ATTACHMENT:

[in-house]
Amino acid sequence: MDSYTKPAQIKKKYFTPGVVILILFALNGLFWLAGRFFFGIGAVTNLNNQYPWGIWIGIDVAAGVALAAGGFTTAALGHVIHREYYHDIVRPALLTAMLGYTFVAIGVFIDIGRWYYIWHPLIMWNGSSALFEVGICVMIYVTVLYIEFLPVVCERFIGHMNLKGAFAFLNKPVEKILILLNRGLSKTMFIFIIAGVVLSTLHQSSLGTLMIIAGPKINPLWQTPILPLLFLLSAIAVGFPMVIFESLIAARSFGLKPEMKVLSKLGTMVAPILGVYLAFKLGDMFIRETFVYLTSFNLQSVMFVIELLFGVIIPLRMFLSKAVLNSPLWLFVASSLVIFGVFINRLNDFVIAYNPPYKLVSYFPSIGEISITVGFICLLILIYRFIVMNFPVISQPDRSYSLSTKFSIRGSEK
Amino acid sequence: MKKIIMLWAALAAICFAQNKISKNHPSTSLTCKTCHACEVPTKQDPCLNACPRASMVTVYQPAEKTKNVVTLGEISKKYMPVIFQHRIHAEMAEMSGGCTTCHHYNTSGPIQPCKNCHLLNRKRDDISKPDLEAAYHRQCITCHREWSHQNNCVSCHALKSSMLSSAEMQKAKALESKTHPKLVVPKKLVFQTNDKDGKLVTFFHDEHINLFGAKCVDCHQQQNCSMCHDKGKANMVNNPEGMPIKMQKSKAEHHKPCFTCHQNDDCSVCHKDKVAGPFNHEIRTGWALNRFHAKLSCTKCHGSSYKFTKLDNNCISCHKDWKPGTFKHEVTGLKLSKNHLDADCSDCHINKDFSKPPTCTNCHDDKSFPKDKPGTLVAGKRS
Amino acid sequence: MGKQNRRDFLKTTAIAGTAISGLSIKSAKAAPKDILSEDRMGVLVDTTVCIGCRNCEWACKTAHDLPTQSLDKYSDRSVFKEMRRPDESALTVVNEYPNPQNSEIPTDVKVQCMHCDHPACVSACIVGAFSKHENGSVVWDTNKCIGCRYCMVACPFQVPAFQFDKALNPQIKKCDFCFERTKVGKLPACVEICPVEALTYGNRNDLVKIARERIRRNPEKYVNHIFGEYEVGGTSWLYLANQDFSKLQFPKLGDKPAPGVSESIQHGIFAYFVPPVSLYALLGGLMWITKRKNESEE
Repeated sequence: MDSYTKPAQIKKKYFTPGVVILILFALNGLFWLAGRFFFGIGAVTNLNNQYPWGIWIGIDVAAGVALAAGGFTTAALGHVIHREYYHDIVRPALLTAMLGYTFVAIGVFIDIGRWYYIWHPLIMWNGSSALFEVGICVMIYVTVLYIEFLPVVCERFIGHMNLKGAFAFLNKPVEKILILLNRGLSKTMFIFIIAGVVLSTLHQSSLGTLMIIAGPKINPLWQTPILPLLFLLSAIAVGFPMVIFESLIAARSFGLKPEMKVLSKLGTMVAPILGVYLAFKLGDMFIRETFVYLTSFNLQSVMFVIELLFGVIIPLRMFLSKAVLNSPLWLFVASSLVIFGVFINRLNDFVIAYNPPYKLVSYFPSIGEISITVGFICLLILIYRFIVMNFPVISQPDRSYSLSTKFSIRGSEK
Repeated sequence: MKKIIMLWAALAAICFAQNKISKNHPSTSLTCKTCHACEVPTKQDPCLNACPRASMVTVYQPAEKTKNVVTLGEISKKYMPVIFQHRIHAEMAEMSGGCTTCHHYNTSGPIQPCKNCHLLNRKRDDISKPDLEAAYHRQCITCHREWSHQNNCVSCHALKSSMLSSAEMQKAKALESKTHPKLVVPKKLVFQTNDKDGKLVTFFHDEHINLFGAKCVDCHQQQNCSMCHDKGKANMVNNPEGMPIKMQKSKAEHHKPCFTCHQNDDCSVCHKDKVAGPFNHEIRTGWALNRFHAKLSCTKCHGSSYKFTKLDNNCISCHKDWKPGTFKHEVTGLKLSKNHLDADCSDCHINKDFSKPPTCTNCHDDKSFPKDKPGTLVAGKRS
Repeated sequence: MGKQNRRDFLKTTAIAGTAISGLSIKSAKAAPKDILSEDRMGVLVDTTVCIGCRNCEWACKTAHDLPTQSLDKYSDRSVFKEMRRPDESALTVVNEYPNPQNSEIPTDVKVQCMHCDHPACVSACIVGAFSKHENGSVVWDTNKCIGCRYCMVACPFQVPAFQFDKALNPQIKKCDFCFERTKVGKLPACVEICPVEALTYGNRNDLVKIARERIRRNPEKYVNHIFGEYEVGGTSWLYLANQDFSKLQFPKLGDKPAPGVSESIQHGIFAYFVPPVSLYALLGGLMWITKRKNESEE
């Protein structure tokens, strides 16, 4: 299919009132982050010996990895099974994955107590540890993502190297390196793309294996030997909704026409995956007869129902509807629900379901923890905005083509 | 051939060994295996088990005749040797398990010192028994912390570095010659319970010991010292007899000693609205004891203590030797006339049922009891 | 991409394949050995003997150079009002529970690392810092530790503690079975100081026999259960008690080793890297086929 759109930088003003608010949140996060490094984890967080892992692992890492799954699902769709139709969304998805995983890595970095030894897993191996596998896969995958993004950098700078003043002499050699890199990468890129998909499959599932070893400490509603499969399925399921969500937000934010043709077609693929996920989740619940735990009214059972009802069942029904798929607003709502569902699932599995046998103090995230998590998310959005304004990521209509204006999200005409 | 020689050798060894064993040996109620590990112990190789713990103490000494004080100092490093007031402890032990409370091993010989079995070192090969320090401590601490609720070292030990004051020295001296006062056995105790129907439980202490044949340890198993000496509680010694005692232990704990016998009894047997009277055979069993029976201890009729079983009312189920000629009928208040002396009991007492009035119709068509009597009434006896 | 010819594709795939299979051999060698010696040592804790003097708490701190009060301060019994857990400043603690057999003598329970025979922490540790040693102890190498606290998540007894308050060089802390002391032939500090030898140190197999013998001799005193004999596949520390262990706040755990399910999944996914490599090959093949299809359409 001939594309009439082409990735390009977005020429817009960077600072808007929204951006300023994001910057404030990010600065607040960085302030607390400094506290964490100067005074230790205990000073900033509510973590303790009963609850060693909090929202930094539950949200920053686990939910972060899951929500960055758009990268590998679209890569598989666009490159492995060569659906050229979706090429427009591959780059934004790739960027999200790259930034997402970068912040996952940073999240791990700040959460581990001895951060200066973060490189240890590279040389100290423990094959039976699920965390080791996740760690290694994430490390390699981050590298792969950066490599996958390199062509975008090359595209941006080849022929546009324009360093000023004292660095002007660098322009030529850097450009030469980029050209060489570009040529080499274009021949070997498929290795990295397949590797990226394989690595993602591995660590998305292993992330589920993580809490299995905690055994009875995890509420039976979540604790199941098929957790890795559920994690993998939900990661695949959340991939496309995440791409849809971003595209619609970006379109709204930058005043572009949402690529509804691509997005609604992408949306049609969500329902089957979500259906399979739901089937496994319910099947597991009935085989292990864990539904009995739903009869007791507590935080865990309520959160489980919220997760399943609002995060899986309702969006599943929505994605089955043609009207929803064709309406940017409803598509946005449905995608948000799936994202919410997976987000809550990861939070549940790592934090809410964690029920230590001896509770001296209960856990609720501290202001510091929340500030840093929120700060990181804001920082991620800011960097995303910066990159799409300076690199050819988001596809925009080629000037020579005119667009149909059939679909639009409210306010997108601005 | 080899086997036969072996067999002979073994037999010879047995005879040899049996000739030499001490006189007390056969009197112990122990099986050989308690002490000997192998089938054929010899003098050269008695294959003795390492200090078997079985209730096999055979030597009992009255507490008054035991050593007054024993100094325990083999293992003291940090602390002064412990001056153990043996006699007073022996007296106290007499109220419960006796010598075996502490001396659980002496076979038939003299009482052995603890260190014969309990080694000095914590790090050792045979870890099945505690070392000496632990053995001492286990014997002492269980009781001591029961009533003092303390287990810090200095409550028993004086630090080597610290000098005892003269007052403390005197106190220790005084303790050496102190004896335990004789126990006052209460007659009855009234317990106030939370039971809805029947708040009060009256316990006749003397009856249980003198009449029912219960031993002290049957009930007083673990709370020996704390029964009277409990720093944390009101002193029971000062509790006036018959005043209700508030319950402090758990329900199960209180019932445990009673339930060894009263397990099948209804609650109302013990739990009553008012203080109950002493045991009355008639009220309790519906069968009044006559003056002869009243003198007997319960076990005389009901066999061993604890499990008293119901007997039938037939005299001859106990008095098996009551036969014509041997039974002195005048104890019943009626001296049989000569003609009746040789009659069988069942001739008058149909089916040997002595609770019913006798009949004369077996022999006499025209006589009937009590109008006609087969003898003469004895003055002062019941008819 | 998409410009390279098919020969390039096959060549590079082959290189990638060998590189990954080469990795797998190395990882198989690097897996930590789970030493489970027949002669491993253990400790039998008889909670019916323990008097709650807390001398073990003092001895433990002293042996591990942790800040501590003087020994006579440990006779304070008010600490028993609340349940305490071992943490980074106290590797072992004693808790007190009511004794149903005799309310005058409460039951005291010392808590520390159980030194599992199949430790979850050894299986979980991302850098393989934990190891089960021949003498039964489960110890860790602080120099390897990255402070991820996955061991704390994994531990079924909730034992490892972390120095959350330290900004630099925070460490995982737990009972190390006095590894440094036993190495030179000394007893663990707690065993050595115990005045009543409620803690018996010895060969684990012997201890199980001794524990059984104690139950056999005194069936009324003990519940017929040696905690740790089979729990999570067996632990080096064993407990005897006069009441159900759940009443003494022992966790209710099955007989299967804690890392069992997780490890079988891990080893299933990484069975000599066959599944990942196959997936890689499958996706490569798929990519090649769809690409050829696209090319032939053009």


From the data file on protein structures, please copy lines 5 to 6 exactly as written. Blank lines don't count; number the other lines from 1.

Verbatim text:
Repeated sequence: MDSYTKPAQIKKKYFTPGVVILILFALNGLFWLAGRFFFGIGAVTNLNNQYPWGIWIGIDVAAGVALAAGGFTTAALGHVIHREYYHDIVRPALLTAMLGYTFVAIGVFIDIGRWYYIWHPLIMWNGSSALFEVGICVMIYVTVLYIEFLPVVCERFIGHMNLKGAFAFLNKPVEKILILLNRGLSKTMFIFIIAGVVLSTLHQSSLGTLMIIAGPKINPLWQTPILPLLFLLSAIAVGFPMVIFESLIAARSFGLKPEMKVLSKLGTMVAPILGVYLAFKLGDMFIRETFVYLTSFNLQSVMFVIELLFGVIIPLRMFLSKAVLNSPLWLFVASSLVIFGVFINRLNDFVIAYNPPYKLVSYFPSIGEISITVGFICLLILIYRFIVMNFPVISQPDRSYSLSTKFSIRGSEK
Repeated sequence: MKKIIMLWAALAAICFAQNKISKNHPSTSLTCKTCHACEVPTKQDPCLNACPRASMVTVYQPAEKTKNVVTLGEISKKYMPVIFQHRIHAEMAEMSGGCTTCHHYNTSGPIQPCKNCHLLNRKRDDISKPDLEAAYHRQCITCHREWSHQNNCVSCHALKSSMLSSAEMQKAKALESKTHPKLVVPKKLVFQTNDKDGKLVTFFHDEHINLFGAKCVDCHQQQNCSMCHDKGKANMVNNPEGMPIKMQKSKAEHHKPCFTCHQNDDCSVCHKDKVAGPFNHEIRTGWALNRFHAKLSCTKCHGSSYKFTKLDNNCISCHKDWKPGTFKHEVTGLKLSKNHLDADCSDCHINKDFSKPPTCTNCHDDKSFPKDKPGTLVAGKRS